Stoke Rochford

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Stoke Rochford
Stoke Rochford, Lincolnshire - - 69371.jpg
Stoke Rochford
Stoke Rochford is located in Lincolnshire
Stoke Rochford
Stoke Rochford
Location within Lincolnshire
Population230 (2011)
OS grid referenceSK917273
• London95 mi (153 km) S
Shire county
Sovereign stateUnited Kingdom
Post townGrantham
Postcode districtNG33
AmbulanceEast Midlands
UK Parliament
List of places
52°50′09″N 0°38′20″W / 52.835864°N 0.638942°W / 52.835864; -0.638942Coordinates: 52°50′09″N 0°38′20″W / 52.835864°N 0.638942°W / 52.835864; -0.638942

Stoke Rochford is a small English village and civil parish 5.5 miles (9 km) south of Grantham in the South Kesteven district of Lincolnshire. The population at the time of the 2011 census was 230 (including Easton).[1] It has two notable Grade I listed buildings: Stoke Rochford Hall and the twin-dedicated St Mary and St Andrew's Church.


Stoke Rochford church was originally dedicated to St Mary. The village was originally called South Stoke until the expansion of the park in 1843, when North Stoke was removed. The village was laid out in 1843 to complement the architectural scheme of the new hall, built for Christopher Turnor by William Burn.[2][3]

The dedication of North Stoke church to St Andrew was transferred, so that the church in Stoke Rochford has a double dedication.[4] North and South Stoke belonged to the historical wapentake of Winnibriggs and Threo.[5]

Stoke Rochford Hall


Stoke Rochford Hall, designed by William Burn and built in 1845, was gutted by fire on 25 January 2005.[6] It is now the NUT's national training centre, as well as a hotel and a venue for conferences and wedding receptions.[3]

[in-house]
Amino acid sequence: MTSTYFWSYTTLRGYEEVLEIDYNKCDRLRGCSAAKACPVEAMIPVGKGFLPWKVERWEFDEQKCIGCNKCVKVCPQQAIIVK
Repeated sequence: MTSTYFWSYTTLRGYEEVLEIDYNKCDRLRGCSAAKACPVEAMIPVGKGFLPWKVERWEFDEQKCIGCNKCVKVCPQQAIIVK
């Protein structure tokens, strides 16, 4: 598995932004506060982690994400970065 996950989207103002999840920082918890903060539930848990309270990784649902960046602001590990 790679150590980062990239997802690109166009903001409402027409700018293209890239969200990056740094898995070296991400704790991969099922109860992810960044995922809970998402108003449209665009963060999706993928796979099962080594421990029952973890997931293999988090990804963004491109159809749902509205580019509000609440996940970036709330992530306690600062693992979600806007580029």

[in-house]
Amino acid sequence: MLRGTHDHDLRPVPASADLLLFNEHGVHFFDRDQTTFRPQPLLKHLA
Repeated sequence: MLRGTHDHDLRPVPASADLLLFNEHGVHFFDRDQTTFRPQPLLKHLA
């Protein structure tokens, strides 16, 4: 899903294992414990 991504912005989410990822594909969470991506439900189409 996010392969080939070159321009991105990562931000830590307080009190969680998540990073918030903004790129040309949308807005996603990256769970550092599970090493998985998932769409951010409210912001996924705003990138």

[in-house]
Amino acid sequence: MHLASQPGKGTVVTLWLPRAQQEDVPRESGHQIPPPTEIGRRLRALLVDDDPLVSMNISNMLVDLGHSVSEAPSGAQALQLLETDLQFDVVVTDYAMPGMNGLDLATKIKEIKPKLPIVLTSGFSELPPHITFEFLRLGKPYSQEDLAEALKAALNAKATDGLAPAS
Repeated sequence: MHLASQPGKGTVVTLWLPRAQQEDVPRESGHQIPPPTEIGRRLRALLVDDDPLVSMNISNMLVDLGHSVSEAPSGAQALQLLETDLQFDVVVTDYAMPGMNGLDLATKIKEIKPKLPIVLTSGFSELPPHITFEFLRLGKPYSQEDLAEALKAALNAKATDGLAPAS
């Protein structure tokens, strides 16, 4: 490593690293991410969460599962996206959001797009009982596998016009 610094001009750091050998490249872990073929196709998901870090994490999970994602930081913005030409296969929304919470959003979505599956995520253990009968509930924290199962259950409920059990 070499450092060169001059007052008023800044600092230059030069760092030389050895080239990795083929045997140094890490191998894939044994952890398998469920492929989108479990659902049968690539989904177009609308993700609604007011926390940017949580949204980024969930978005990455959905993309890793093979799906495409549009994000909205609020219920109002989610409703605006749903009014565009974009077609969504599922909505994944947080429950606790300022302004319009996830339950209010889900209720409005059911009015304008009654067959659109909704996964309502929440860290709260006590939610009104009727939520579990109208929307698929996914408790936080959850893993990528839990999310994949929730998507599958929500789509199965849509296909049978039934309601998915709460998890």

On 28 April 1945 a Canadian (RCAF) Avro Lancaster crashed in the grounds of the hall.[7]

In December 2009 the hall was named the Les Routiers Best Country Retreat in the UK.[8]

Lost villages[edit]

The deserted medieval village of Ganthorpe, mentioned in the Domesday Book, is now known only as a field name in the park: Ganthrops.[9]

North Stoke (Nortstoches) is mentioned in the Domesday survey as a possession of Earl Morcar, claimed by the Norman baron, Drew de Beurere. It survived until the 19th century, when it was cleared for the creation of the current park. The remains of a Saxon cross from the old church, discovered after its demolition, are in Stoke Rochford Church.[10]


For administration purposes the parish is joined with Easton, which also has a country estate.[citation needed] Stoke Rochford's church is in the parish of Easton, as is the post office.

The southern boundary of the parish follows the road, east-west, that crosses the A1. The parish extends westwards to the Leicestershire boundary and the north edge of Saltby Airfield[11] near the Viking Way. It follows the Lincolnshire boundary northwards for about 440 yards (402.3 m). North of the parish is Wyville cum Hungerton. The parish extends about 1 mile (1.6 km) north of the village to North Lodge Plantation, where there is a[12] bend westwards in the A1 as it approaches Great Ponton, which is the parish north of Stoke Rochford. The parish extends east to the[13] point where Ermine Street meets the East Coast Main Line. The bridge is just inside Great Ponton parish. Just under a mile of the line is in the parish,[clarification needed] including the Stoke Tunnel. Just to the east is Stoke Tunnel Farm, which is in Bitchfield and Bassingthorpe. Just south of Stoke Tunnel is Highdyke Farm. South of here is the large Stoke Park Wood, and the eastern boundary here follows the railway line until it meets Easton parish, just south of Old Park Wood. Here it also borders with Burton Coggles, just north of[14] Sleight's Wood.